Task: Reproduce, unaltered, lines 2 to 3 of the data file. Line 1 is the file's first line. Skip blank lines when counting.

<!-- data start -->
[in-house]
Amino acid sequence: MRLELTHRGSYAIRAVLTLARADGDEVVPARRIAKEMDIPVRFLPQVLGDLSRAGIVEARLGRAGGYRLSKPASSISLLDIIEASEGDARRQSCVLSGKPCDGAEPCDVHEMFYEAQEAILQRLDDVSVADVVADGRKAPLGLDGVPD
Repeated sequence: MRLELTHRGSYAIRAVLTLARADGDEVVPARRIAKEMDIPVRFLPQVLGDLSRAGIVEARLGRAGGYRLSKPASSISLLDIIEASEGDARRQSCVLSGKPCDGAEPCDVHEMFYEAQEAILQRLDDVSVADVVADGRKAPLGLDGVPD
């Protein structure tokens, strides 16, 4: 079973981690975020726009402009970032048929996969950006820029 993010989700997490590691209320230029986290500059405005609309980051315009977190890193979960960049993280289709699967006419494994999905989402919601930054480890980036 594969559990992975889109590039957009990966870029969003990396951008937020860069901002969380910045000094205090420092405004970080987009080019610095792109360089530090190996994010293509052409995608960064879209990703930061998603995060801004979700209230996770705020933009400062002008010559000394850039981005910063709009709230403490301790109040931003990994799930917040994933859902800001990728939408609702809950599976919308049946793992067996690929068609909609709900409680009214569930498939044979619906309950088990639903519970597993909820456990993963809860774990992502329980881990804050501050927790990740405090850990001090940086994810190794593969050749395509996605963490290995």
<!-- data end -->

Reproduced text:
Amino acid sequence: MRLELTHRGSYAIRAVLTLARADGDEVVPARRIAKEMDIPVRFLPQVLGDLSRAGIVEARLGRAGGYRLSKPASSISLLDIIEASEGDARRQSCVLSGKPCDGAEPCDVHEMFYEAQEAILQRLDDVSVADVVADGRKAPLGLDGVPD
Repeated sequence: MRLELTHRGSYAIRAVLTLARADGDEVVPARRIAKEMDIPVRFLPQVLGDLSRAGIVEARLGRAGGYRLSKPASSISLLDIIEASEGDARRQSCVLSGKPCDGAEPCDVHEMFYEAQEAILQRLDDVSVADVVADGRKAPLGLDGVPD